Inside the Meter

The difference between Stalled and Promise Broken

We've been publishing lots of updates to our Obameter database of campaign promises and have been getting some questions about our rating system -- particularly how we distinguish between a Stalled and a Promise Broken. So we thought it would be helpful to explain our ratings.

First, we should emphasize that because the Obameter is our creation, we've had to develop the rating system ourselves. They don't teach this stuff in journalism school -- at least not yet! We've tried to make the system thorough and even-handed. We want to show the relative progress of a campaign promise and account for many outcomes.

It's also important to note that Obameter rulings are not final. We have moved many ratings from In the Works to Stalled, or from Promise Kept to Promise Broken. (By contrast, our Truth-O-Meter rulings are final and don't change unless we find we've made an error.)

We gave the Obameter six ratings. The first three (Not Yet Rated, In the Works and Stalled) provide a broad picture of whether Obama is making progress; the final three indicate whether he kept the promise (Promise Kept, Compromise, Promise Broken).

Many promises include a time frame, which gives us an end point to judge whether the promise is kept. But many others don't have a time frame, so we have to use our best judgment about when Obama has had a reasonable time to fulfill the promise.

In general, we rate items as In the Works or Stalled when we feel that the promise is in progress and there is still the possibility of action. Once we decide that action has been concluded (or if there is no sign of action), we rate whether it's Kept, Broken or Compromised.

This can be a difficult call. One person's Stalled is someone else's Broken. We use our best judgment. But we recognize that reasonable people can disagree. That's why we are fully transparent about our sources and we publish our e-mail address -- -- so that you can let us know when you think we've made a bad call.

Here are our definitions for each rating:

Not Yet Rated – Every promise begins at this level until we've rated it.

In the Works – This is our broad category to indicate the promise has been proposed or is being considered. We move the status to In the Works when Obama makes a formal proposal, as he did with the economic stimulus plan, and it could remain at that status until it is ultimately approved or rejected by Congress. For some promises, it's possible that the status could initially go to In the Works, but then move back to Stalled if we decide the proposal has hit a lull, and then go back to the In the Works.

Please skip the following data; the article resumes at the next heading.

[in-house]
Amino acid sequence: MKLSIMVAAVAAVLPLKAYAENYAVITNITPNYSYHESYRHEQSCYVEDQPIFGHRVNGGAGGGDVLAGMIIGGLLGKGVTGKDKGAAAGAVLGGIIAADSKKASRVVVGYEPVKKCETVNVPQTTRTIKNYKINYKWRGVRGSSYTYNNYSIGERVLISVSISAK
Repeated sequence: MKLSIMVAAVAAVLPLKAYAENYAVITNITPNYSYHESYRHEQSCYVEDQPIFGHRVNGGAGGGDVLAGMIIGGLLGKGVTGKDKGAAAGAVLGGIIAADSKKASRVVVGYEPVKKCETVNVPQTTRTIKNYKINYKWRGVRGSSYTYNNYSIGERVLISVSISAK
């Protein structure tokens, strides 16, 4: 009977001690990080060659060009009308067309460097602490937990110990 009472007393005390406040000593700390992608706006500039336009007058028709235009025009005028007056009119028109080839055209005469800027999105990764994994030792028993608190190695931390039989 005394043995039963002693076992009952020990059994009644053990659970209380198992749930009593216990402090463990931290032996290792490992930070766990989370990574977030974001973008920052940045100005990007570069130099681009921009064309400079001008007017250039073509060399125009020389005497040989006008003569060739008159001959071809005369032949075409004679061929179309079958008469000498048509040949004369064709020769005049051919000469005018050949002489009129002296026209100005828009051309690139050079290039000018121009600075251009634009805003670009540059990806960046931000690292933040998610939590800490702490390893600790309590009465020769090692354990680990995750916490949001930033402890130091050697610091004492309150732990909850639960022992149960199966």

Stalled – When there's no action for a promise. We expect a fair number of Obama's promises will stall at some point because of limitations on money or opposition from congressional Republicans. Some may stay stalled and ultimately be rated Promise Broken, but others will probably move back to In the Works.

Promise Broken – There are several ways a promise could earn this rating. Congress might reject the proposal outright through votes in the House or Senate. It's also possible that the proposal could be determined to be dead before an actual vote. It might be referred to a committee but never get a vote, or congressional leaders might announce that the proposal won't be considered.

Compromise – Promises will earn this rating when something substantially less than Obama's original statement occurs but when there is still a significant accomplishment that is consistent with the goal of his original promise.

Promise Kept – They'll earn this rating when the original promise is mostly or completely fulfilled.

An important point about Obameter ratings: A Promise Broken rating does not necessarily mean that Obama failed to be an advocate for his promises. He could put tremendous effort for any given promise but it could still die because of opposition in Congress. That might be a perfect example of the legislative checks and balances on the executive branch, or the impact of public opinion. A promise that was popular during the campaign could be less popular now because of changes in the economy. But for consistency, we are still rating every promise he made during the campaign. Individually and collectively, our ratings show the progress of Obama's presidency during changing times.